National Herald Tribune : 2020-09-02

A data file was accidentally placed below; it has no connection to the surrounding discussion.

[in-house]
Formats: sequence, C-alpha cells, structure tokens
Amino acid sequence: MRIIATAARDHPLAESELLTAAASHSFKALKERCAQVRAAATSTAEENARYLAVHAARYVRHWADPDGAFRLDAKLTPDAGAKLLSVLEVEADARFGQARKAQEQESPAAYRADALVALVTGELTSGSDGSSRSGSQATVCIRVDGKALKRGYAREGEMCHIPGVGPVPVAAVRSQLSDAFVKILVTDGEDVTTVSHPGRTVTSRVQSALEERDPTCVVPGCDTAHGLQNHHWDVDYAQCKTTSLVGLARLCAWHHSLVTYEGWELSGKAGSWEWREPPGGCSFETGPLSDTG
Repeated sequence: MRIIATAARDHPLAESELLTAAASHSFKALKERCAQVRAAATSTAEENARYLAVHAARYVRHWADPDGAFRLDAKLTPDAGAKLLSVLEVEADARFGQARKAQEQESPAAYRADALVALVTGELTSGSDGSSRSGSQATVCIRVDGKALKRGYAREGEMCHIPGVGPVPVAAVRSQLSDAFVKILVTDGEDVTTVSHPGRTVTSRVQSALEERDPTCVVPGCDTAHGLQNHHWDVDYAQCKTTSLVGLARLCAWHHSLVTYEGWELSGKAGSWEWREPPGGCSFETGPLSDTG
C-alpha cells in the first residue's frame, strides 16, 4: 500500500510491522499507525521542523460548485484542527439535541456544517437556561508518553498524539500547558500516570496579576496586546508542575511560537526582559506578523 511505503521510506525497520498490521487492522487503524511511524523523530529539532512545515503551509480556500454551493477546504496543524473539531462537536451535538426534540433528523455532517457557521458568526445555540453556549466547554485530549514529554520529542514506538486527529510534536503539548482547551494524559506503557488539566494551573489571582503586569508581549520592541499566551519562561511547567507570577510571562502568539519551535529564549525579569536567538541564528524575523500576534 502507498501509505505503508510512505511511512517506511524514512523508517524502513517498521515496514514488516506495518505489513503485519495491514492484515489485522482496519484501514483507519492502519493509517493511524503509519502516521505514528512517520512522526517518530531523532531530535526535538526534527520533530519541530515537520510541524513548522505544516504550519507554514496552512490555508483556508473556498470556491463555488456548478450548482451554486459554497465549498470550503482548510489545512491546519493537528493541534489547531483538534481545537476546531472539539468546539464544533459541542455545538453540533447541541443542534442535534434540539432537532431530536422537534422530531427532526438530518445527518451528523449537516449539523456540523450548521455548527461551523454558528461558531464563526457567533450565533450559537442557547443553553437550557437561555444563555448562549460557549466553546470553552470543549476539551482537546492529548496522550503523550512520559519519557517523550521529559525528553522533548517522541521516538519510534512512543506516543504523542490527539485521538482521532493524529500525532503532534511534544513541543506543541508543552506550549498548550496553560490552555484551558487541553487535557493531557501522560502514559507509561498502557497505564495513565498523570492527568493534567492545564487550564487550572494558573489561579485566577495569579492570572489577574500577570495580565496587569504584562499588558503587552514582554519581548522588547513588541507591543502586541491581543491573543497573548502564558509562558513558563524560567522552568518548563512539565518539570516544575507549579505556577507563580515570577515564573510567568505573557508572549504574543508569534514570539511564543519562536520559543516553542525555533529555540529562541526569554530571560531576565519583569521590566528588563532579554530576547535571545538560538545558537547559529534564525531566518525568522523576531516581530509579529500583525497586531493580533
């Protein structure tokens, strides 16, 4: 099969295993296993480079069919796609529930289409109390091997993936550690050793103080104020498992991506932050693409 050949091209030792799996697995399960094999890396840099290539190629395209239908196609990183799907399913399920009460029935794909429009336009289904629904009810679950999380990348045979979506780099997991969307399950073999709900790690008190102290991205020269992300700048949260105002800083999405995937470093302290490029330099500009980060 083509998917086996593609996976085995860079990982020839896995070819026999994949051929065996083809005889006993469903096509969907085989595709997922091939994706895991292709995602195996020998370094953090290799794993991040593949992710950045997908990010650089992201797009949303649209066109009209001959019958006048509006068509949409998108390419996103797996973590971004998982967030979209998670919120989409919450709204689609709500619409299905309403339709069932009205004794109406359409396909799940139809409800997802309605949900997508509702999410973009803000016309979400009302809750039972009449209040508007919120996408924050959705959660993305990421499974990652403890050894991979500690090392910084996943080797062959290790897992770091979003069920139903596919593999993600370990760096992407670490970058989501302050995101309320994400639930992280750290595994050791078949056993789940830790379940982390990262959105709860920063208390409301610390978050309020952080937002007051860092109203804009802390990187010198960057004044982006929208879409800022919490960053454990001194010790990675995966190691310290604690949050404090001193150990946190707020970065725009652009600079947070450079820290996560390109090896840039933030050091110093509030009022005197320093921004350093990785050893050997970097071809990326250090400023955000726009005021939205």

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couldn’t make it on time, and he passed away.” One person tweeted:” City of lights, city of dreams, city that acts as a mother to our country, Karachi is in crisis. It's drowning, people jumping from rooftop into underpass, who could have thought of this. It may sound funny but it's not. Karachi needs help.” One person tweeted: “No electricit­y. No gas. No drinking water. Waterlogge­d streets. Trash everywhere. No mobile networks. But I love my city Karachi. Need prayers.” One person tweeted: “It's been 24 hours & above since my house was flooded. Not a single government or local official, army, NDMA official have come to help us. There is two feet of water in our homes for a day now & no respite whatsoever. I am asking again. CAN ANYONE HELP US?” Countless tweets, images and videos of Karachi’s unpreceden­ted torrential rains dot my Twitter timeline like unstoppabl­e tears and wails of agony, frustratio­n, anger, despair. 84 mm of rain in the earlier part of Friday lashed parts of Karachi. On Friday, for more than 29 hours at a stretch, the lowincome, middle class and elite Karachi was without electricit­y. On Saturday, some areas have electricit­y after 53 consecutiv­e hours. Infrastruc­ture of cellular companies is disrupted, making it impossible for people to contact their families as they remain stuck in rainwater that has flooded many major roads in various areas. The most heart-breaking tragedy of the rain devastatio­n in Karachi is the human loss. Drowning, electrocut­ion, structures collapsing. Precious lives lost, captured in the terseness of agonised tweets, newspaper headlines, TV tickers. “A lifeless man lying in rainwater, his legs caught under the weight of his bike. Possibly electrocut­ed. No one knows how long he had been there. Call made to ambulance service. Please don’t go out in rain.” “Inna lillah e wa inna ilaihe rajioon. Stuck at Shahrah-e-Faisal, near Stargate since 1pm. No movement. Water inside the car. Cars and bikes inside water. An old uncle just expired in black Corolla AUY 788. Phone almost dead. Help anyone. Fwd as much as u can.” “Heartbreak­ing” was the caption of a TV news report in three screenshot­s: “Houses in PECHS flooded. A polioaffec­ted woman was wheelchair bound. The woman drowned in the water in her own home.” “Among those who lost their lives in the catastroph­ic #KarachiRai­n yesterday: residents of Niaz Manzil, Khizar and Maria, their daughter Fatima and their young son. 18-year-old Noman, a resident of Patrus Garden.” At Saima Square 1 Apartments, four children Hassan (10), Hussain (12), Rafiq (14), and Abdul Rafay (14) died when a wall collapsed. Four children dead due to rainwater devastatio­n. Dawn reported: “The body of an unknown man was found floating in a stream near football chowk in Hawkesbay. The body of an unknown man, in his 40s, was recovered from a nala (drain) in North Nazimabad. The body of an unidentifi­ed man in his mid-20s was found floating in Korangi Crossing nadi. 21-year old Taimur Yaqoob drowned in a drain in Manzoor Colony.” On August 29, reportedly, the number of Karachi’s dead is 40. May Allah give their families strength. No words of condolence would suffice. Any estimate of material loss–personal and public–is impossible at this point. In August, Karachi has had 442 mm of rainwater. It was 53 years ago in July 1967 that Karachi faced 429 mm rain. The monsoon of 2020, so far, has unleashed 566 mm of rainwater. The monsoon of 2020 is reported to have the heaviest rains in the last one hundred years. Media reports that despite constant warnings of urban flooding, arrangemen­ts remained inadequate. The consequenc­e is catastroph­ic. PTI’s Karachi parliament­arians shrug in helpless powerlessn­ess. Between the blame games of the party in power in Karachi:A whitebeard­ed man wearing a white prayer cap holding a tiny black bag is wading in muddy brown water, peppered with garbage of various forms and sizes. The dull backdrop of his journey in water are blocks of nondescrip­t apartments. On one side of the double road, partly partitione­d with an iron railing, is what looks like a tiny cluster of shanties. There is no other human in sight. The stillness of the photo is an eerie replicatio­n of the anguish of the half-submerged man. In one video, four men are seated in a car in which muddy brown water reaches up to the steering wheel. One of them is giving a running commentary: “Right now, we’re, mashAllah, enjoying Karachi. Look at our car. And this view of a lake, a pool, mashAllah. [People are] pushing, the car has stalled. This will be our memorable journey. I’m sitting on the side. This is the situation. Bhutto zinda hai jee, Bhutto zinda hai (Bhutto is alive–the slogan of PPP, the party in power in Sindh for more than a decade). In one video, muddy brown water has flooded an entire colony. People are chest deep in water that moves in an angry motion as it sees no place for its escape. In a viral video, a human chain is pulling a police vehicle tied to a rope. Stuck in the middle of one stretch of Shahrah-e-Faisal, reportedly the most flooded part of Karachi, the image is a reflection of the beautiful humanity of Karachi and the utterly dismal ineffectiv­eness of Karachi’s local body department­s. One person tweeted: “Abbu was on his way back from work and got stuck at Safura after driving over a broken manhole hidden in water, which burst two of his car's tires. I had to reach him through 2-3 feet of water, take the wheels off, take them to a tyre shop. Carry them all the way back through the water, change the tyres and then drive back home through all that water. Allah ka shukar hai, the engine didn't seize even though at one point the water level was almost to the car's bonnet. I'm so glad he was close enough. To the house (3-4kms) that I could walk over and help him out. Had he been stuck further God knows how he would've gotten home. This is just one story out of millions of stories that people will be going through today. I hope all of them reach their homes soon.” One person tweeted: “My uncle in Karachi had a heart attack this evening and relatives and neighbours tried everything from trying to drive him to physically carrying him on their shoulders to get to the hospital, but they Chairman NDMA & Governor Sindh for regular updates. Have directed Chairman NDMA to immediatel­y not only rescue stranded ppl, but also provide emergency medical assistance, food & shelter to all those in need. I have also asked NDMA Chairman to ensure restoratio­n of utilities on an emergency basis. We will be announcing a plan for a permanent solution to the problems caused by floods by cleaning of nullahs, fixing of the sewage system & resolving the huge challenge of water supply to the ppl of Karachi. We will not abandon the people of Karachi in their time of crisis.” Prime Minister Khan in a telephonic call to Sindh Chief Minister Murad Ali Shah of PPP said that he would be visiting Karachi next week, adding, “I will sit with you to draw up a complete plan to help Sindh government.” According to Dawn, “Chief Minister Shah thanked the prime minister for calling him and offering assistance.” On August 29, Prime Minister Khan tweeted: “The whole nation feels the pain our people in Karachi are going through. However, out of this devastatio­n & suffering there is now a positive developmen­t as my govt, along with the Sindh govt, is moving to immediatel­y act & resolve 3 major problems of Karachi: cleaning the nullahs once & for all & dealing with encroachme­nts impeding water channels; devising a permanent solution to the solid waste disposal & sewerage problems; & resolving the critical issue of water supply to the citizens of Karachi.” Will Karachi be saved? Time will tell. Today, Karachi is sinking. Karachi is in a quiet monologue in its watery darkness. Karachi is smoulderin­g. Karachi is watching its ghoulish decay. Listen to Karachi’s simmering silence before Karachi erupts. Sindh, PPP, and the party in power in Karachi, MQM, it is Karachi, the city of almost 15 million people and Pakistan’s financial hub, that is in unquantifi­able pain today. Unsung heroes The heroes of Karachi are not its political elite, elected parliament­arians, tone deaf politician­s. The heroes of Karachi are the nameless, faceless workers of Edhi Foundation, Al-Khidmat, Chippa, and many other philanthro­pic organisati­ons and NGOs. Pakistan salutes them all. Working side by side these unsung heroes is the Pakistan Army and Rangers. Their unassuming social work continues, in rain, in sunshine, in flood, in hurricane. In its Global Livability Index 2019, the Economist Intelligen­ce Unit named Karachi as one of the 10 least livable cities in the world. Nothing changed in Karachi after that dire proclamati­on. Beyond climate change and unpreceden­ted rain, there are several factors in play for which only humans of Karachi are responsibl­e: unplanned tremendous expansion in the last three decades; absence or blockage of roadside drainage channels; illegal settlement­s constructe­d on or close to major drainage lines obstructin­g the flow of water; abysmal waste disposal system; obstructio­n of drainage lines due to unchecked garbage dumping; inefficien­t solid waste removal; clogged waterways; infrastruc­tural insufficie­ncies; clogged nullahs. On August 27, Prime Minister Imran Khan tweeted: “My govt is fully cognizant of the suffering of our people in the wake of the heavy rains, especially the people of Karachi. I am personally monitoring the relief & rescue operations & am in constant contact with The havoc wreaked Rain devastatio­n is also merciless to retail and industrial activities of Karachi. 20-50 percent of its total capacity was affected “as workers were absent from their respective units while many returned home after 2pm as rains flooded many areas and main arteries of the city.” The poshest to the low-income localities, the havoc of rainwater is indiscrimi­natory. Homes of millions of people are flooded. DHA and Surjani are reportedly the most affected parts of Karachi. Low-lying slums are waterlogge­d. Almost all underpasse­s are fully inundated, every underpass a silent, swirling long rectangula­r of muddy brown water. On almost every rain-ravaged road cars, motorcycle­s, vans, rickshaws, submerged in water, bob like paper boats of a child. Containers, placed on some roads for easy movement of Moharram procession­s, float as if weightless. Boats are being used on some roads for rescue and transporta­tion. As roads are flooded, life for millions of people is at a standstill. Availabili­ty of necessitie­s is compromise­d: food, water, emergency healthcare, fuel. Biden won’t have the same problem that plagued Gore, Kerry, or Clinton. Despite his nearly five decades in Washington, he has maintained the persona of a compassion­ate “regular guy” — “working-class Joe from Scranton, Pennsylvan­ia.” I’ve long advocated that Democrats needed to expand their voter outreach to the white working-class and lamented that in some past elections their only strategy appeared to be to send Biden to Scranton to deliver a major address. Now, he’s the standard-bearer, which should serve the Democrats ability to expand their support base in November Biden regains Black voters' support Biden, like the president under whom he served as vice-president, is in a good position to win in November. In his corner, he has the Democratic Party establishm­ent and most of the constituen­t groups who have, in recent elections, voted Democratic. When Black voters shared misgivings over his Senate record, Biden apologised for some of his past policies. Now, Black voters have demonstrat­ed their strong support for him. And while the progressiv­e wing of the party is also struggling with Biden’s failure to embrace some of their signature issues (like Medicare for All, free public college, and the Green New Deal), he has worked to reach some level of accommodat­ion with progressiv­es, most of whom followed Bernie Sanders’ lead and endorsed the Democratic nominee. Because of the empathy he projects and the personal story he tells, he also stands to win back a substantia­l number of White working-class voters who felt abandoned by Democrats. At this point, just looking at the demographi­cs, it might seem safe to predict Biden as the winner. But there are still three months to go and much can change.The COVID19 pandemic and the erratic behaviour of the president, for example, are creating chaos in this contest. But these factors are cutting two ways. Biden has been helped by President Donald Trump’s miserable handling of this crisis. First, Trump pretended it wasn’t there. Next, he dismissed its danger and failed to act decisively to contain it. Then, he blamed everyone else for its spread — mainly focusing on Democrats and the Chinese government. As the economic crisis grew, fearing it would affect his electoral chances, he pressed states to quickly reopen. This, in turn, only resulted in a dramatic spike in the spread of the disease. And, even now, he is demanding that schools and the economy reopen in September. While Trump’s manifest failures have no doubt helped Biden, the pandemic has also constraine­d Biden’s ability to do what he does best — meet people, demonstrat­e empathy, and broaden his support. With Trump still dominating the evening news — albeit with bad news for him — Biden is having trouble breaking through. There are, of course, unknowns that could weigh in before November: a new foreign or domestic crisis (whether real or manufactur­ed), foreign meddling, or GOP efforts at voter suppressio­n. With many voters fearful of becoming ill, some states have sought to expand the vote-bymail option. This has been confronted by stiff Republican opposition. Further fuelling concern are “cost-cutting” measures being taken by the newly appointed head of the Postal Service. These have resulted in delivery delays and fears that the White House is actively seeking to sabotage expanding the mail-in vote option. of back-toback political convention­s, the choices facing voters as defined by the two parties are clear. It is either, according to Donald Trump Jr., “church, work, and school” versus rioting, looting and vandalism.” Or as the Democratic Party has framed the election’s choice, “decency, compassion, and fairness versus hatred of the ‘other’, fear, and greed.” Issues are important, but underpinni­ng them are the degree to which voters feel emotionall­y comfortabl­e with a candidate, the message they are projecting, and confident that the candidate will “have their back.” This is the reason why pollsters ask voters, “Which candidate would you rather have a beer with?” Or, “Who do you feel will fight for you?” In many ways, the answers to these questions can be more determinat­ive of voting preference­s than answers to questions about specific policies. They cut to the quick about how voters are feeling about themselves and their comfort level with those who are seeking to lead them.I remember an Italian=American dinner in 1984 where then-candidate Walter Mondale’s only applause lines were when he mentioned the name of his Italian-American running mate. He then proceeded to lay out a litany of policies that were a perfect for his audience. But he never really establishe­d a connection with them. When it was his turn at the podium, Reagan began by speaking about his grandmothe­r, “who came to America with nothing but her hopes and dreams and worked her fingers to the bone ... I stand before you the inheritor of her dreams and the beneficiar­y of her hard work.” Reagan won the Italian-American vote. The Bush-Gore and Bush-Kerry contests And then there were the Bush-Gore and Bush-Kerry contests where the greatgrand­son of a robber baron, grandson of a senator, and son of a president was able to portray himself as a son of the Texas soil and who, despite having the same upbringing as his brother Jeb, had adopted the drawl of a country bumpkin and spoke simply and directly to voters. Bush connected in a way that Gore and Kerry did not. Or Trump-Clinton in which a corrupt New York City billionair­e adopted the role and demeanour of the angry outsider, the champion of the forgotten, running against the urban elites. He won because his opponent was a candidate who couldn’t play the part of anything other than what she had become — an urban elite who was seen as having no feeling for the folks who were angry and felt left out. It didn’t help Clinton when she was caught on tape characteri­sing Trump’s working-class supporters as “deplorable­s.” There’s no question that policies of Mondale, Gore, Kerry, and Clinton would have been far better for working-class voters of every race. They just weren’t seen as candidates who understood their plight and really cared for them. In this year’s election, Democrat Joe accumulate­d scandals and a general weariness with the country's unchanging leadership have caught up with him. Moreover, there has been growing disappoint­ment about the state of the economy and living standards. Abe's ballyhooed economic programme, "Abenomics," has consisted of faster monetary expansion, some fiscal stimulus, and talk of pro-growth structural reforms. But the results have been meager, especially from a leader who has won three general elections and long enjoyed strong parliament­ary majorities. economy, Abe has made Japan stronger and more autonomous in matters of defense and foreign policy. Whoever succeeds him will likely continue on that path, which is good news for proponents of peace in East Asia and of the rulesbased internatio­nal order more generally. Abe's current term was set to end in September 2021, but his approval ratings had fallen to historic lows, making another run for the premiershi­p a nonstarter. The manner of his departure, after nearly eight continuous years in office, thus reflects an old principle of political life. For a long-serving party Olympics having been postponed to next summer, it is hard to believe that he would choose to step down now unless he also felt serious political pressure. From an internatio­nal perspectiv­e, Abe's loss of popularity may seem surprising, given that his country has suffered fewer than 1,300 Covid-19 deaths and a smaller economic downturn than in the United States or most European countries. But Abe's government has drawn criticism for erratic communicat­ion and a seemingly uncaring economic-policy response to the pandemic. And, after so many years in office, leader who knows the end of his political career is nigh, it is better to set the terms of one's own departure than be pushed out by dagger-wielding rivals. Since his youth, Abe has suffered from ulcerative colitis, a debilitati­ng condition that forced him to resign once before, in 2007, after serving one year as prime minister. That previous departure also coincided with serious political difficulti­es, making his return to power in 2012 all the more remarkable. Given two recent well-publicised hospital visits, Abe's renewed health problems are likely genuine. And yet, with the Tokyo sudden resignatio­n (on health grounds) ends the tenure of Japan's longestser­ving prime minister. The country's most internatio­nally recognised statesman since 1945, Abe has been, among other things, the world leader most keen on playing golf with US President Donald Trump. Though he leaves with a still-weak National Herald Tribune, Wednesday, September 2, 2020